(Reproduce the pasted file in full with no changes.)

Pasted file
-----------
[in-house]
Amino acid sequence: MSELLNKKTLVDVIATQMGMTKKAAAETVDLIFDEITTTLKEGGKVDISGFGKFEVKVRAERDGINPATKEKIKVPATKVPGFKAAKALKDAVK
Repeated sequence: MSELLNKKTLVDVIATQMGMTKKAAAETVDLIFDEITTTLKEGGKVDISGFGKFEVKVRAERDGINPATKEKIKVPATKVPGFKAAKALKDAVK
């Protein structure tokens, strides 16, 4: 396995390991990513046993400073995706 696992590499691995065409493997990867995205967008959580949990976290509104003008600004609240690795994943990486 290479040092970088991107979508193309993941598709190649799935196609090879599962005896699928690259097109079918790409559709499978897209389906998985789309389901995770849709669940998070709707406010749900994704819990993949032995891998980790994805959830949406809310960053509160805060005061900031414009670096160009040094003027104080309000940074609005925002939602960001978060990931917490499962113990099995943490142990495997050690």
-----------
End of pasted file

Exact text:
[in-house]
Amino acid sequence: MSELLNKKTLVDVIATQMGMTKKAAAETVDLIFDEITTTLKEGGKVDISGFGKFEVKVRAERDGINPATKEKIKVPATKVPGFKAAKALKDAVK
Repeated sequence: MSELLNKKTLVDVIATQMGMTKKAAAETVDLIFDEITTTLKEGGKVDISGFGKFEVKVRAERDGINPATKEKIKVPATKVPGFKAAKALKDAVK
């Protein structure tokens, strides 16, 4: 396995390991990513046993400073995706 696992590499691995065409493997990867995205967008959580949990976290509104003008600004609240690795994943990486 290479040092970088991107979508193309993941598709190649799935196609090879599962005896699928690259097109079918790409559709499978897209389906998985789309389901995770849709669940998070709707406010749900994704819990993949032995891998980790994805959830949406809310960053509160805060005061900031414009670096160009040094003027104080309000940074609005925002939602960001978060990931917490499962113990099995943490142990495997050690």